Friday, April 7, 2017

Dealing with Darts and Dart Throwers

What has God taught me about this over the past years of being a leader?  Have I had darts thrown at me (words of criticism and attacks that felt very personal)? Absolutely!  Much more often than I would have liked.  Leaders who are bringing about changes, who are boldly moving in the things God has spoken, will automatically attract a certain level of criticism.  It’s part of the price, and part of “normal life” for an apostolic leader.  

How we handle these darts and those who throw them at us is crucial to both our survival and sustainability as a leader. It affects our emotional health and our overall effectiveness in seeing the things God has spoken to us come about.  I have to be honest, I’ve learned a lot of things the hard way on this one!  I wish I'd had more wisdom in this area years ago.  I guess wisdom is gained by experience.  I hope though to pass on a few things that have helped, and to help other leaders avoid some of the pain and mistakes I’ve suffered in my learning process.
Three key lessons and principles stand out to me as I reflect on this topic.  The first is the importance of DEPERSONALIZING attacks and the criticism that comes.  It is so easy to take it personally and to be deeply hurt by words of criticism.  Intentionally step back and choose to depersonalize it.  Ask God to help you with this.  What is this person really saying?  What could I learn from what they are saying? Ninety percent of the time it isn’t about you, though it may come across that way and their choice of words may be unkind and immature- “you did this, you said that, you are this”… etc.  More likely, the issue is theirs and they are resisting change or reacting to you because you unknowingly hit on something sensitive for them.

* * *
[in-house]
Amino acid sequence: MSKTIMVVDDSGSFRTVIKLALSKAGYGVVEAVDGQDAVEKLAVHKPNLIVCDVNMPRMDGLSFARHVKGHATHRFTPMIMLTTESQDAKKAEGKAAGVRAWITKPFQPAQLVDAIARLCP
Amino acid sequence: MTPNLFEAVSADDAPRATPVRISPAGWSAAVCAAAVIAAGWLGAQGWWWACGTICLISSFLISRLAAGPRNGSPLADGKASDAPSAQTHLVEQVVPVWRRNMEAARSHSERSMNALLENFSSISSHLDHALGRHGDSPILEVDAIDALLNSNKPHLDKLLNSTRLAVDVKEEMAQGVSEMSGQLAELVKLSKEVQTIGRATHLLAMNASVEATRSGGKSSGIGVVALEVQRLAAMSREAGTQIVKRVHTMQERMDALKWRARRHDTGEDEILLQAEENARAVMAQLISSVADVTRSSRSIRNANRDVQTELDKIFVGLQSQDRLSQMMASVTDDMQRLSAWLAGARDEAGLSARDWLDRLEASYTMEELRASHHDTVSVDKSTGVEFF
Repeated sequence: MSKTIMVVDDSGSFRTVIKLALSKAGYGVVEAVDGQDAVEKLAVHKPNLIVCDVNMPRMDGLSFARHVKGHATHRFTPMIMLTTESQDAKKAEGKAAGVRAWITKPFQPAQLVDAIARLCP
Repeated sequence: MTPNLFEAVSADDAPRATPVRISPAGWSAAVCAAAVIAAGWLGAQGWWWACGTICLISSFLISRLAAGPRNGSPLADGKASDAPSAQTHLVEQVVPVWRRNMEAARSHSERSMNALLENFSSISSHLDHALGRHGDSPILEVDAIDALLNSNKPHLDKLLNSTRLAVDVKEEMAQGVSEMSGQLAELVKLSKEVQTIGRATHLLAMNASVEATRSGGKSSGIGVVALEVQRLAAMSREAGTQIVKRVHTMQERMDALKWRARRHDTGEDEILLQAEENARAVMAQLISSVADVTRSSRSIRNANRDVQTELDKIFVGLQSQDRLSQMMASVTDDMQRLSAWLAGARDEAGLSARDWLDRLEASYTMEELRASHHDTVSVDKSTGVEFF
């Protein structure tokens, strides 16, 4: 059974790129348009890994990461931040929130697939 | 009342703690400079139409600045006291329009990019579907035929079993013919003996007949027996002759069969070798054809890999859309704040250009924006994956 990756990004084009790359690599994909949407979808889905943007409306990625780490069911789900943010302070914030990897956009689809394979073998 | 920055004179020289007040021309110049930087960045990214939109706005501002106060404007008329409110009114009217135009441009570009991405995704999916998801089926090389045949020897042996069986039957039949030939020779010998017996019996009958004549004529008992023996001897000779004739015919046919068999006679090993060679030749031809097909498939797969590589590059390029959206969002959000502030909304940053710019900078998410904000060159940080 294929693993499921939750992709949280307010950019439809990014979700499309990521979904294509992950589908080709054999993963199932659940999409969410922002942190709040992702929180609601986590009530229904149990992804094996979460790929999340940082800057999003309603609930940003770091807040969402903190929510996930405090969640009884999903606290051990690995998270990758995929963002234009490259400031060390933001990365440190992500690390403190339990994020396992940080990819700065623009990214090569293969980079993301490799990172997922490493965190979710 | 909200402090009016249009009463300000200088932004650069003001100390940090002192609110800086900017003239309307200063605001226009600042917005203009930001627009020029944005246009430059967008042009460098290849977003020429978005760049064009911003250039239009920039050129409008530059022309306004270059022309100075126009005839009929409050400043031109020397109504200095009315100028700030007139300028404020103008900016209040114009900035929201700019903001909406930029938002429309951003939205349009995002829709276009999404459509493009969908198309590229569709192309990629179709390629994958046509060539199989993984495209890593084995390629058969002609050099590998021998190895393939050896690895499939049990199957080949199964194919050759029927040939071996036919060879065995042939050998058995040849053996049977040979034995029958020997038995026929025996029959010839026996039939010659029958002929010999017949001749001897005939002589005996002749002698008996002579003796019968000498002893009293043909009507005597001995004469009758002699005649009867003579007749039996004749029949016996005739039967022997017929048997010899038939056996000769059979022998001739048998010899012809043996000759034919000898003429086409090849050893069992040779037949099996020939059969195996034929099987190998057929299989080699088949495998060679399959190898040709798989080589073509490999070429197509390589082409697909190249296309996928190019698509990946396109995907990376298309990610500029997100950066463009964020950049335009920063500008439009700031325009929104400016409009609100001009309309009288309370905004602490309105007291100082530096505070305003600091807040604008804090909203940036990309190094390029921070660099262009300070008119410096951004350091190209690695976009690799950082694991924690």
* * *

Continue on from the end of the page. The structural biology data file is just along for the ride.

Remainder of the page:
The second thing that helps me is to ask God to give me EMPATHY toward this person.  Ask God to show you what they are feeling. Ask Him to give you genuine compassion for them, eyes to see them as His beloved creation and as children who are much loved by God. This is not easy. Our natural fight or flight nature kicks in and the last thing we want to do is empathize with them!  We want to run away or attack back!  Take a deep breath, don’t fire back an immediate email response (this is not the right time for the 3 minute manager rule, ok?) Pause. Chose to wait to respond until you have allowed God to give you his perspective on the person, to value them and their feelings.

The last thing (and this certainly is not an exhaustive list) that truly helps me is DISTANCE.  This isn’t the same as running away from them or the problem.  I need to say, however, that there are some people who are constantly critical, negative and unkind. With these people I intentionally put some space between myself and them. I move away so the darts don’t hit me.  You do not have to stay close to them or stay engaged with them and be a martyr.  Love yourself enough to set boundaries on the amount of time you will interact with dart throwers, with people who are hurt, angry and like to criticize you (or often everything).  Henry Cloud in his excellent book called “Boundaries for Leaders” writes about the importance of limiting negativity in our lives and work places.  Its okay to give yourself space to heal and its okay to choose not to have dart throwers in your inner circle of friends and those you work closest with.

Keep loving, keep forgiving, stay humble, keep learning, and be gracious with both yourself and the dart throwers.  Dart throwers have helped me learn to be more cautious about throwing darts myself. I try hard to depersonalize issues, be specific and offer solutions and alternatives not just criticism when I'm unhappy about something these days. I can honestly thank God for the role they have played in my life and what they have taught me.  I hope one day you will be able to do that too.

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